EY Consulting: Building resilience to global risk
In a period of unprecedented global disruption, no organization is immune to the challenges that threaten supply chains and operational continuity. But risk can be mitigated by building resiliency as an imperative — an objective for which procurement organizations are uniquely placed to achieve.
“Procurement has a very good opportunity to create resiliency for certain risks that exist within the supply chain,” says Vijay Yalamanchili, Partner, Partner, Supply Chain & Operations Consulting, Ernst & Young LLP. “We're seeing a shift of those organizational capabilities in procurement, going beyond the sourcing and purchasing, and really starting to focus in on other areas like contracting excellence and supplier risk analytics.”
Risk comes in many forms, but can largely be defined under five categories, as identified by Chris Windfelder, EY-Parthenon Managing Director, Ernst & Young LLP: changes in customer preferences; adoption to technology and associated cyber vulnerability; geopolitical turmoil and governmental regulation; brand perception and social media; and unforeseen supply shocks, such as COVID-19.
“Building resiliency in your supply chain helps to mitigate, or at least understand, where your risk may be across those five overarching profiles,” Windfelder explains. “The first step in which we often work with clients is to understand the vulnerability within their own supply chain.”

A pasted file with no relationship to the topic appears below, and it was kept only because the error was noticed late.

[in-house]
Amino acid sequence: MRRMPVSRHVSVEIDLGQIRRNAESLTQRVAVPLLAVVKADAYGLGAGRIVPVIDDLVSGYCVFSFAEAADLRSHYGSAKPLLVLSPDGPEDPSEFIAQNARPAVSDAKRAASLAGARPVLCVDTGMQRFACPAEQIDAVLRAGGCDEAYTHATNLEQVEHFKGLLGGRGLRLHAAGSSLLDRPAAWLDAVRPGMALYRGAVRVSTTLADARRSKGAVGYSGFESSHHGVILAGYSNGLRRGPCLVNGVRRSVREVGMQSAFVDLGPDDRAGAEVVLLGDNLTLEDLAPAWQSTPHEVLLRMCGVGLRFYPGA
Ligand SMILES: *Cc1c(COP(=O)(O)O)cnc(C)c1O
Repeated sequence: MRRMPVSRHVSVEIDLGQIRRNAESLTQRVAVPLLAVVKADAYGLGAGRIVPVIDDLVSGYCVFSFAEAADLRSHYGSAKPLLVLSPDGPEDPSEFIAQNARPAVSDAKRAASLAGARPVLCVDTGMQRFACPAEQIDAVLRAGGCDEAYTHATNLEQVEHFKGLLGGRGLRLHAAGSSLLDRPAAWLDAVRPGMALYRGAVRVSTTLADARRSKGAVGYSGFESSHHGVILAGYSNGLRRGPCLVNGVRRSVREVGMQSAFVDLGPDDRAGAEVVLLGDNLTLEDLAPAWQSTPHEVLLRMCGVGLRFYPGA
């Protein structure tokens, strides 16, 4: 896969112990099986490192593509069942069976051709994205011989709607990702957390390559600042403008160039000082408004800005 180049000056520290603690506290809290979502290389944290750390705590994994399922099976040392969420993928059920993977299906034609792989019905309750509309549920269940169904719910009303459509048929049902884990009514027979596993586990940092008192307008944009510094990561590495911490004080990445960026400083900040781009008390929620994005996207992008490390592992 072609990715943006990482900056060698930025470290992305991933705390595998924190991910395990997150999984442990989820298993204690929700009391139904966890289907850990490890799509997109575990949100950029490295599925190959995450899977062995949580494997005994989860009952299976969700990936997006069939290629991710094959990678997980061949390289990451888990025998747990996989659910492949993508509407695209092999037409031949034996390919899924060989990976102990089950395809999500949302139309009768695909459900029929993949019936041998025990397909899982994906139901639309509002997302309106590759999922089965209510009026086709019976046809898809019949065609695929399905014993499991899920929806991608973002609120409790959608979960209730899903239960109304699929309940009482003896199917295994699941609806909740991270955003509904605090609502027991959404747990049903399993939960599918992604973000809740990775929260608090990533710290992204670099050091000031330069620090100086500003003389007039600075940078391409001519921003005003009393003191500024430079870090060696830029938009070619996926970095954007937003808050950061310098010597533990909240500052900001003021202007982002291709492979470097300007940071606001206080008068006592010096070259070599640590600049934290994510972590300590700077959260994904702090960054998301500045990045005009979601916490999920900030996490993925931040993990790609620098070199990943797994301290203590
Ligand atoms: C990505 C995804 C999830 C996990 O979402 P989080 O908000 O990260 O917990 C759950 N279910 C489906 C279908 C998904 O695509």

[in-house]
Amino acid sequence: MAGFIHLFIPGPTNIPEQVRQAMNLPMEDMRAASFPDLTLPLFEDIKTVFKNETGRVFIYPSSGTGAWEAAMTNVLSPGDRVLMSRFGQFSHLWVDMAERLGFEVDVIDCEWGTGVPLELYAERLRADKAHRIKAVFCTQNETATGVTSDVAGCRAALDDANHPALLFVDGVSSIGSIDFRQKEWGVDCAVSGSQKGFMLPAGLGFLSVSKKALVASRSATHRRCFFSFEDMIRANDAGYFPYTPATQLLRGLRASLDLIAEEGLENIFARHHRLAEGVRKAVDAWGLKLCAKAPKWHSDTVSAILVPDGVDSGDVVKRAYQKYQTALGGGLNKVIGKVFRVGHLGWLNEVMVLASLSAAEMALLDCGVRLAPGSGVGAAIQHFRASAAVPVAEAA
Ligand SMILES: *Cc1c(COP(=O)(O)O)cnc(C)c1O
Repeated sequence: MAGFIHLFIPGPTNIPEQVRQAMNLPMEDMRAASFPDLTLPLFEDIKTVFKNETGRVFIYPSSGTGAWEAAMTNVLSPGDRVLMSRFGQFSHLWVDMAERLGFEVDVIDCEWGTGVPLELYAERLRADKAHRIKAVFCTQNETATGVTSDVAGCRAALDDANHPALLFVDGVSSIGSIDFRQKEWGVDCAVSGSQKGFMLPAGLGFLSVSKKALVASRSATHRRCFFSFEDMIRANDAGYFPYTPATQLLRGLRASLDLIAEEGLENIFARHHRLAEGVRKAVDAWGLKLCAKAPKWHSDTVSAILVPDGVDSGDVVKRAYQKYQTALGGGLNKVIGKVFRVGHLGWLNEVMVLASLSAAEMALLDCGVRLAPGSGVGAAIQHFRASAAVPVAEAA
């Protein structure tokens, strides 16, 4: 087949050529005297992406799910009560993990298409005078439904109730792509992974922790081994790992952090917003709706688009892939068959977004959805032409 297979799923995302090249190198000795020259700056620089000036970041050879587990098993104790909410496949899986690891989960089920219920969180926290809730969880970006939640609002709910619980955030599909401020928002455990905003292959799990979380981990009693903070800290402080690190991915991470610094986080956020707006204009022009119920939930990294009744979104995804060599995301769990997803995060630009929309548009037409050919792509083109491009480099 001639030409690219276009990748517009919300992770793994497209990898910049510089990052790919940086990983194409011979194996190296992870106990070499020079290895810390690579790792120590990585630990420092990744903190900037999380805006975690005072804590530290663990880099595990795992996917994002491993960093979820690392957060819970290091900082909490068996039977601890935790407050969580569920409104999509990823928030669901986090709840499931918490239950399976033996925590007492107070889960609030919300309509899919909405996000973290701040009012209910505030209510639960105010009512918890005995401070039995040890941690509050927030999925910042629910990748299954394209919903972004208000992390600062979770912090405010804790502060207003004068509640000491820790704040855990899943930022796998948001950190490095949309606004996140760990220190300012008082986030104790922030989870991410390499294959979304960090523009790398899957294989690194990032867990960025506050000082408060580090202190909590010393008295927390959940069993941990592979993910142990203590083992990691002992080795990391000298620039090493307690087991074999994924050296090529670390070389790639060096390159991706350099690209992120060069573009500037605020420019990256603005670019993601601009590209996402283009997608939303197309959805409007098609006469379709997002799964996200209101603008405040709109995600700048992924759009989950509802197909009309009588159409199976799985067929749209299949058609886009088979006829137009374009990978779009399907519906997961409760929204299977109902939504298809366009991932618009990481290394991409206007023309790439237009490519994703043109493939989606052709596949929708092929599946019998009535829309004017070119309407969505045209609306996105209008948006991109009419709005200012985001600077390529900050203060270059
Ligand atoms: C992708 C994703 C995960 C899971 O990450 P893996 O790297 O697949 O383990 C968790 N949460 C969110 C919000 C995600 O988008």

“Building agility within an organization’s operating model is a really key next step,” Yalamanchili adds. “Developing operating models that both take care of the day-to-day and are also at the ready to quickly act on and mitigate any potential risks is important, and a large part of what we’ve been developing with our clients.”
As Windfelder notes, Tabletop exercises and stress tests can be invaluable tools in understanding where an organization’s biggest risks lie “You begin to understand what true risks are more than likely vs. less than likely. From there, we prioritize to make sure we're being more proactive vs. reactive. It really all starts with trying to laser in on which risks are most likely to occur, while also understanding that there's always an unknown."
Strengthening partnerships is also key in today’s market where the more stretched supply chains and procurement ecosystems become, the more options suppliers have. “To become an established partner with a vendor base, you have to be a good customer,” says Yalamanchili. “In this particular supply market, the vendors who have the capabilities that you may need within your own supply chain have options. To some extent the power has shifted somewhat. Providing a true understanding of how you as a customer can add value to your vendor is equally as important as your vendor adding value to your own market — especially with regard to mitigating risks throughout the supply chain.”
Data is the final tool procurement organizations must leverage when building true resiliency. “Both the data within the organization's ecosystem and the data that's outside of that ecosystem are equally important,” says Windfelder.
“We're working with many of our clients to understand how they capture data, how they enhance the data that they already have with automation and AI, and then how they bring in the external information that is most valuable to their organization, because there's usually a cost in doing so. These are the key elements of data and analytics that are absolutely critical for driving all the outcomes that are related to risk and building that resiliency.”